Category: Press Releases, Palestinian Territories, Israel, MENA

Al Jazeera reports Gaza bureau fired upon

IPI concerned for safety of journalists covering ongoing conflict


A Palestinian boy walks past the remains of a house which witnesses said was destroyed by an Israeli air strike in Gaza City on July 23, 2014. Israel launched its offensive on July 8 to halt missile salvos by Hamas Islamists, who were struggling under the weight of an Israeli-Egyptian economic blockade and angered by a crackdown on their supporters in the West Bank. Some 643 Palestinians, many of them children and civilians, have died in the conflagration and some 29 Israeli soldiers have been killed. Two civilians have been slain by rocket fire. REUTERS/Suhaib Salem

VIENNA, July 23, 2014 – The International Press Institute (IPI) today expressed concern for the safety of journalists in Gaza after Al Jazeera accused Israeli forces of firing on its local bureau.

The Guardian reported that Israel’s military denied having targeted the building after Al Jazeera correspondents said yesterday that two shots were fired into its 11th-floor office.

The network noted that the incident came one day after Israeli Foreign Minister Avigdor Lieberman accused it of acting as a mouthpiece for Hamas and said that Israel would seek to ban Al Jazeera’s operations.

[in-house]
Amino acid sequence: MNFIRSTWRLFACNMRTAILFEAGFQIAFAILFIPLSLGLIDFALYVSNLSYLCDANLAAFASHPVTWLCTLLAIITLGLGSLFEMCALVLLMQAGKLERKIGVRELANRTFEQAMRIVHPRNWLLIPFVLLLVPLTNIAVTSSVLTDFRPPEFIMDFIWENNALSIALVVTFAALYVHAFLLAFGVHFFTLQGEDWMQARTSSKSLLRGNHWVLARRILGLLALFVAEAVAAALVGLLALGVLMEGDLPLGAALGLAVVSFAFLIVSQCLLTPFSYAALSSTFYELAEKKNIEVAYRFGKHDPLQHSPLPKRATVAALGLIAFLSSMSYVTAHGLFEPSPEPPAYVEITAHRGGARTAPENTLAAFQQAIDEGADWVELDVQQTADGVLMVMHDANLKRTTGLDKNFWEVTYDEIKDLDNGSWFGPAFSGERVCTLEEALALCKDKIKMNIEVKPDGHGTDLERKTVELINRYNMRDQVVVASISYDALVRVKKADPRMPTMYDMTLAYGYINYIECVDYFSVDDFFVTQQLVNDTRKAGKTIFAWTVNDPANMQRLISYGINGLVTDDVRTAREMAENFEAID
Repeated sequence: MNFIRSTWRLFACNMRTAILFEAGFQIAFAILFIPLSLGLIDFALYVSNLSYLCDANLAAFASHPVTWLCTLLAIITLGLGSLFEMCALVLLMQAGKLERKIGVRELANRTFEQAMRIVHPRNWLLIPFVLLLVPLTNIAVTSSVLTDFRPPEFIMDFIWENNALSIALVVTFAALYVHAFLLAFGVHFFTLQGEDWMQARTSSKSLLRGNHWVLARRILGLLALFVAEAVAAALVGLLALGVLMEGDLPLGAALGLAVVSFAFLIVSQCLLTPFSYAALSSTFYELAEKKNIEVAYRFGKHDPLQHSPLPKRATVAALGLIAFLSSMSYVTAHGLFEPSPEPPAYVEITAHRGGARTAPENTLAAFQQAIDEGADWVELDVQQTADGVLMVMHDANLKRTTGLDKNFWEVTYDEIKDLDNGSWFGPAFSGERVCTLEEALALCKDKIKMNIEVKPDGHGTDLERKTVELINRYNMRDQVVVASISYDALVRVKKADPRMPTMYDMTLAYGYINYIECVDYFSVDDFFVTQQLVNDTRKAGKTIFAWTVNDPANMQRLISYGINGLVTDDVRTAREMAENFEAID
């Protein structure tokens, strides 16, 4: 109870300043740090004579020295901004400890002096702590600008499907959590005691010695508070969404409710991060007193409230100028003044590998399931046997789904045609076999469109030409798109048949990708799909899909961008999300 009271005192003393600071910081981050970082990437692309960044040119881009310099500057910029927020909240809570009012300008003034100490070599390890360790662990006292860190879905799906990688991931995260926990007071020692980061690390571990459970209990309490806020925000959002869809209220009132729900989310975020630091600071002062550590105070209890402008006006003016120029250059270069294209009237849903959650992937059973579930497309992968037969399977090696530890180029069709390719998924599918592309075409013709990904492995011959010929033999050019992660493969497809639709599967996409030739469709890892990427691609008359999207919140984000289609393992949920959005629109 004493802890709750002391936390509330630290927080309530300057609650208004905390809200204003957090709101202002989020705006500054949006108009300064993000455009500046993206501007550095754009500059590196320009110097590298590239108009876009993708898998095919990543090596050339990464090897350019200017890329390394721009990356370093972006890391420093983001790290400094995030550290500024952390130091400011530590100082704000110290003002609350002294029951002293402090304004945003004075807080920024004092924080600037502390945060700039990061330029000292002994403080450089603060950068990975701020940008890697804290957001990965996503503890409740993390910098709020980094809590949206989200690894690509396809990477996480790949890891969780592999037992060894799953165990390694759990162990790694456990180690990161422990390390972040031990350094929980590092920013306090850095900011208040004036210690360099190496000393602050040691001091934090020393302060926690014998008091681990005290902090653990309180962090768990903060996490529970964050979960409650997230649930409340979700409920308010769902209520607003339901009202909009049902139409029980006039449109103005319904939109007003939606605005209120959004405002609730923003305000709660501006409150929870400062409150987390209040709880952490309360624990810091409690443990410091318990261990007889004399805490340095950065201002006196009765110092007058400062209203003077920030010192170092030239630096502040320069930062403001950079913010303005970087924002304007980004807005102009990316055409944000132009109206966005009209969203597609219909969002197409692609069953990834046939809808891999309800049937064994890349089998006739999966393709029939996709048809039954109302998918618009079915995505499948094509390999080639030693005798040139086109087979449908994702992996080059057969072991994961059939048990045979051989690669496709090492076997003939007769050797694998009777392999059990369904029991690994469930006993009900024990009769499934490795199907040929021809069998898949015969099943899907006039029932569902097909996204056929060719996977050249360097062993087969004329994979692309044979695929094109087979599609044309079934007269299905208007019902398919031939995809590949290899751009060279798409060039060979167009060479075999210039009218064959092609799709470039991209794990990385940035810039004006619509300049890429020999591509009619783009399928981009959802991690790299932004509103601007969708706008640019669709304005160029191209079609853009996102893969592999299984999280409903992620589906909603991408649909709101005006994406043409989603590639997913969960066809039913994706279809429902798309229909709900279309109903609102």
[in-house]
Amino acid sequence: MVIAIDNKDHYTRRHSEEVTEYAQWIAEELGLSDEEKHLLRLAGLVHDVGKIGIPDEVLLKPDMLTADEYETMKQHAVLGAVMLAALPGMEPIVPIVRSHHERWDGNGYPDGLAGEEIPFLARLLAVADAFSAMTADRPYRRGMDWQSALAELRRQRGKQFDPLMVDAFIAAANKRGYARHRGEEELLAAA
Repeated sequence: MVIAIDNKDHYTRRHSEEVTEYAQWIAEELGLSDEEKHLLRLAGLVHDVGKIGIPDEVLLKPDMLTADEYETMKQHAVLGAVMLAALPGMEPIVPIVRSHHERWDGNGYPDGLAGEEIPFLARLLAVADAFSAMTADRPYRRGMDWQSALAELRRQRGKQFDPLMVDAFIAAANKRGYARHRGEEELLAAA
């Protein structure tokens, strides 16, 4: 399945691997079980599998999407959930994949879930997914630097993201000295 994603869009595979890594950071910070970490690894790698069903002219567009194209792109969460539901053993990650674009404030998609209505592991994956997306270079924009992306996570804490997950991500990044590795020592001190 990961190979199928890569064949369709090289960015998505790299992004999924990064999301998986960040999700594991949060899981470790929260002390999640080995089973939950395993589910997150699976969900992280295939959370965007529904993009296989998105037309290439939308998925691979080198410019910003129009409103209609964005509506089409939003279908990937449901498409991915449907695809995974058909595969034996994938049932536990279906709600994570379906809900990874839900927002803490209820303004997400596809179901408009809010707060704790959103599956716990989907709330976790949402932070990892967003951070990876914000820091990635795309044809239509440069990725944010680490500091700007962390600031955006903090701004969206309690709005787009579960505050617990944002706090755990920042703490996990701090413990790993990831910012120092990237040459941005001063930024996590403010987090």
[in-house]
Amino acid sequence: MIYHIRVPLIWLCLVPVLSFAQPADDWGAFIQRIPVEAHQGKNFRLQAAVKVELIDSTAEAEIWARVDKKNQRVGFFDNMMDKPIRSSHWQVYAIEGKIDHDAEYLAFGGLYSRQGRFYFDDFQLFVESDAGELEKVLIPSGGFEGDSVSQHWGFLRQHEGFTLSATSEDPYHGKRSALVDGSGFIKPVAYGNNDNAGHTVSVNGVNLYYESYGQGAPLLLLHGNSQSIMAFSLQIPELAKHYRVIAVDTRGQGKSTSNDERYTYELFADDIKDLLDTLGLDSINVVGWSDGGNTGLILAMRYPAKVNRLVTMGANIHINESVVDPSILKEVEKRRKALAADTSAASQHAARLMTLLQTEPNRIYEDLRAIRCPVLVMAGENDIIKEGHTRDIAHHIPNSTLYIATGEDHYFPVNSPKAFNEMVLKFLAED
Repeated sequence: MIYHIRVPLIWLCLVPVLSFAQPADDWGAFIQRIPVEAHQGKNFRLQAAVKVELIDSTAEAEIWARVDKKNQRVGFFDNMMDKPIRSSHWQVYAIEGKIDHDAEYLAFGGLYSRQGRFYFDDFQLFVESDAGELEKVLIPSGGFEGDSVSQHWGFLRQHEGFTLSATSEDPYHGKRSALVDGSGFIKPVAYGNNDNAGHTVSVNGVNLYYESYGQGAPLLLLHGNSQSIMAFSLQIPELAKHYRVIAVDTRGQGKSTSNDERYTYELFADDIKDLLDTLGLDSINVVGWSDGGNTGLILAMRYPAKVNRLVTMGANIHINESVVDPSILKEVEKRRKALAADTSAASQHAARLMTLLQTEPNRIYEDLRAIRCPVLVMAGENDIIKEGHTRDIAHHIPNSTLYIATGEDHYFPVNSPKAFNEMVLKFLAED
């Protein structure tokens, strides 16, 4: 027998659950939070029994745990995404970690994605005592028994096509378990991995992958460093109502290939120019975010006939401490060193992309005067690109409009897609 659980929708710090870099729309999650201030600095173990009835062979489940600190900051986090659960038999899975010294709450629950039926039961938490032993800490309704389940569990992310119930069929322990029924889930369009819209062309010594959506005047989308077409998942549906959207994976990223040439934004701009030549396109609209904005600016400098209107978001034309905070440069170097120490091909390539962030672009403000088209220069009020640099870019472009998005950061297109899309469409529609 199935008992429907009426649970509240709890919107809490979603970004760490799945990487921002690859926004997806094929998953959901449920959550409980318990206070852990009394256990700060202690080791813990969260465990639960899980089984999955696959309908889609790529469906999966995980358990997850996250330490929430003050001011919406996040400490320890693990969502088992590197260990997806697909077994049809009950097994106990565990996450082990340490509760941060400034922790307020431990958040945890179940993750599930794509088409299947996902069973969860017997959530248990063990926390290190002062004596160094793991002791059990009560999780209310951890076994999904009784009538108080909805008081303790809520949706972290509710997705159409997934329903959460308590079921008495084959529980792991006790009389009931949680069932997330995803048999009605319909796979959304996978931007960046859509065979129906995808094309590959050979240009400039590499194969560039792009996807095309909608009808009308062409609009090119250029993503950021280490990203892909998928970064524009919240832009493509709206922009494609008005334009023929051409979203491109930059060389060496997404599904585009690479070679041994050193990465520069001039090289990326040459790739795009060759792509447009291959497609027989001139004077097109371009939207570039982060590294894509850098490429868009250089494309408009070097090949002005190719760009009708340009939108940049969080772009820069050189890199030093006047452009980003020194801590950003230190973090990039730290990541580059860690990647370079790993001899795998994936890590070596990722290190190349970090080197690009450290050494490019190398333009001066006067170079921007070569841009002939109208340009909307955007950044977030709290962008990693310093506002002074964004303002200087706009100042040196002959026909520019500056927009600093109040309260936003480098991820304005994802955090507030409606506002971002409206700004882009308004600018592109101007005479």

Al Jazeera, in a statement yesterday, said: “A threat to one [journalist] is a threat to all, and this is a dark sign for all journalists operating in the territory.”

Three Palestinian media outlets said last week that the buildings in which their offices are housed were hit by Israeli air strikes that left some journalists injured. At least two media professionals have died since Israel initiated military operations in Gaza on July 8.

The Palestinian Center for Development and Media Freedoms (MADA) reported that journalist Khaled Hamad*, 26, a cameraman with The Continue Agency for Television Production, was killed Sunday when Israeli forces shelled the Al-Shujaieh neighbourhood in Gaza City. He was reportedly wearing a vest marked “Press” at the time.

On July 9, Hamid Shihab, a 30-year-old driver for Gaza-based press agency Media 24, died in an Israeli airstrike targeting his vehicle. Photographs from the scene showed the word “TV” written in red on the car’s hood.

“We are alarmed by the mounting number of casualties in this conflict and by the accusations that media professionals have been targeted,” IPI Senior Press Freedom Adviser Steven M. Ellis said. “We urge all sides to exercise restraint and to ensure that journalists are not deliberately put into harm’s way and are allowed to do their job.”

Foreign journalists reported on Thursday that Israel ordered them to evacuate beachfront hotels in Gaza ahead of a ground offensive that began that night. On Saturday, the Israeli Government Press Office sent an email to journalists in which it accused Hamas of using journalists as human shields and warned that “Israel is not in any way responsible for injury or damage that may occur as a result of field reporting”.

Other foreign journalists reported that the Israeli military was requiring journalists entering Gaza to sign a waiver absolving Israel of responsibility if those journalists were hurt or killed.

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This statement was corrected on July 24, 2014. The original incorrectly identified the journalist as "Khalid" Hamad.